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Wealden Literary Festival Announces Children's Activities for 2017

30th May 2017

The organisers of the family-friendly Wealden Literary Festival have today announced details of their fun-filled children’s events and nature activities.

This enchanting festival will take place in the glorious gardens of Boldshaves, Woodchurch, nr Tenterden on the weekend of 15 and 16 July 2017.

Yuval Zommer, genius author/illustrator of The Big Book of Beasts (ages 8 to 12), and Naomi Howarth, whose latest book is the beautiful Tug of War (ages 4 to 8+), will be combining readings from their books with interactive art sessions. Lucy Strange will be exploring her spell-binding book, The Secret of Nightingale Wood (ages 9+).

We are also thrilled to have Beanstalk at the festival for the first time.  Beanstalk are a national charity whose trained helpers will be giving one-to-one reading support as well as storytelling sessions.

For the intrepid, Badger Bushcraft will be on hand in the woods throughout the weekend to lead all manner of outdoor adventures, from den-building to woodland crafts and cooking.  Meanwhile, Wondrous Adventures, experts in the way of all things faerie, will be sparking imaginations with an array of woodland fairy adventures.

On top of all this, there are nature trails, wildlife safaris, foraging courses and art and crafts workshops.

There is also a packed programme of adult events including the opportunity to see award-winning writer and co-presenter of the BBC’s Coast series, Nicholas Crane and Lucy Strange who talks about her new book The Secret of Nightingale Wood.  

Clover Stroud talks about her powerful story of an idyllic Oxfordshire childhood shattered by a riding accident that left her mother permanently brain-damaged and sent her searching for a sense of home that had been so violently broken. 

Hear about Carol Donaldson’s adventures when she set out on a series of walks across the marshes, travelling from Gravesend to Whitstable. Both an act of pilgrimage for a landscape she loves and a journey of discovery into why people are drawn to live there. 

Jay Griffiths takes us on a journey through the Wilderness with her book Tristimania.

Richard Osmond’s brilliant debut poetry collection, Useful Verses, follows in the tradition of the best nature writing, being as much about the human world as the natural, the present as the past.

In his latest book, Linescapes, Hugh Warwick unravels the far-reaching ecological consequences of the lines we have drawn through our hedges, walls, roads and railways.

Melissa Harrison celebrates the four seasons in conversation with Dan Richards.

Philip Hoare, author of Leviathan, or, The Whale, returns to an aquatic theme with his new book, RisingTideFallingStar, a composite portrait of the subtle, beautiful, inspired and demented ways in which we have come to terms with our watery planet.

Join Mark Cocker, the celebrated author, naturalist and environmental tutor, on a wildlife safari during which he will be exploring the wildlife at Boldshaves Garden and, weather dependent, identifying the moths from the moth trap he has laid overnight.  

Fiona Reynolds, Anna Pavord and Oliver Hilliam explore the joys to be found in nature, the threats faced by today’s landscapes and the possible solutions to some of the pressing issues of our times.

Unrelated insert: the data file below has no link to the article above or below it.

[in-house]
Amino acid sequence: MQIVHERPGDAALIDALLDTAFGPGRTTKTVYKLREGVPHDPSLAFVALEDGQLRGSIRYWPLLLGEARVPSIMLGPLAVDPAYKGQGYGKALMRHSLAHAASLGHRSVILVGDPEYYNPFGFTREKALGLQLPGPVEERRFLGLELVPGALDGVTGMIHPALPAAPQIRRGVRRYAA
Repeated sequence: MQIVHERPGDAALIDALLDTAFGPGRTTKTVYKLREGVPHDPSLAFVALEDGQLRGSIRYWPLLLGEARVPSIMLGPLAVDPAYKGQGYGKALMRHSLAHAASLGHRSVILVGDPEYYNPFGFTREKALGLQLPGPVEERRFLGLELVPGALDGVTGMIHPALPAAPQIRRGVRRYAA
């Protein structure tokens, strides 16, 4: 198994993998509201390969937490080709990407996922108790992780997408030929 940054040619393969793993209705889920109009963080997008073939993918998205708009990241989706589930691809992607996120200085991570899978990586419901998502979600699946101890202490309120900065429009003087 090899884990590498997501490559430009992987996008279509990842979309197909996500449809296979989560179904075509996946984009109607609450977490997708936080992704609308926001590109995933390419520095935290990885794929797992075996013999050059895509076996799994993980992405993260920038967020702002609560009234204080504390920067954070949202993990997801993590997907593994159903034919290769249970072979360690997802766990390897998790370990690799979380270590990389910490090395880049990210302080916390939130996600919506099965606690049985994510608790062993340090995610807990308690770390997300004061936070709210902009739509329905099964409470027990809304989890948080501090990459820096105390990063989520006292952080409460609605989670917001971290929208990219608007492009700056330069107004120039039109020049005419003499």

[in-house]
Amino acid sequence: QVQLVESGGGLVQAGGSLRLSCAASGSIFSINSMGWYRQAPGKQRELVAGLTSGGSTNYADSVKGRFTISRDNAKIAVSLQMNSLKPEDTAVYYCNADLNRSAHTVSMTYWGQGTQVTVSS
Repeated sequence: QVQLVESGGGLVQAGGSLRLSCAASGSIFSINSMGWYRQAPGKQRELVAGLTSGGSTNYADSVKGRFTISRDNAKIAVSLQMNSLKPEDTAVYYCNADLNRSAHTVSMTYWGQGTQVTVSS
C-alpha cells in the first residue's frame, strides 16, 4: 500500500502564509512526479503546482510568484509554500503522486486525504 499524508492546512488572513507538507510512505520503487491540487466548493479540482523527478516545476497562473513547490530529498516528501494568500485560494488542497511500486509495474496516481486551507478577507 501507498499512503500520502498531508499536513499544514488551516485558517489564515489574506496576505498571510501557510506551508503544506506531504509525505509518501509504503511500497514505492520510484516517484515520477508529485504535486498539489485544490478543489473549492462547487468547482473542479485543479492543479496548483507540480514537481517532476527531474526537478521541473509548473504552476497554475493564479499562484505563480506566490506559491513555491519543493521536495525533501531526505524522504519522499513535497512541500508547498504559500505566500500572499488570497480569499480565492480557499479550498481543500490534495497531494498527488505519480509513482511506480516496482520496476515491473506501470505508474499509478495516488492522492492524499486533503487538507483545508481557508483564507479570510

Garden enthusiasts are invited to visit the Drop-in gardeners surgery to find answers to gardening related queries.

Listen to Alys Fowler in conversation with editor of Observer Food Monthly Allan Jenkins. Alys’ beautiful memoir Plot 29 is about noticing the wild everywhere and what it means to see beauty where you least expect it.

Will Ashon in conversation with Dan Richards about Labyrinth - a quest narrative arguing that we shouldn’t get lost in order to find ourselves, but solely to accept that we are lost in the first place.

The Reverend Peter Owen Jones has walked the length and breadth of the British Isles. In Pathlands, he has collected 21 of his favourite circular walks and shares his thoughts on the experience and the transformative experience of walking.

Christopher Somerville – The January Man: A Year of Walking Britain.  The January Man is the story of a year of walks. Month by month, region by region, and season by season, Times columnist and author Christopher Somerville walks the British Isles, following routes that remind him of his father with whom he shared a love of long distance walking.

Visitors will also be able to taste the best of local produce from an array of street food stalls whose ingredients have been sourced from the fields, gardens, hedges and coastline of the Garden of England.

The location of the Festival is a story of adventure and natural history in itself. The gardens at Boldshaves and the surrounding woodland and farmland are a delight for any nature-lover.

Ticket prices will vary from £5 - £12 depending on the event.  A limited number of day passes are also available for £35 which gives access to all events on the day and entrance to the festival site.

All programmed activities are free for children under 13, accompanied by a responsible adult.

Boldshaves Gardens in Woodchurch, near Tenterden in Kent (TN26 3RA).

To find out more visit http://www.wealdenliteraryfestival.co.uk  or call 01580 292169 / 07880 748352

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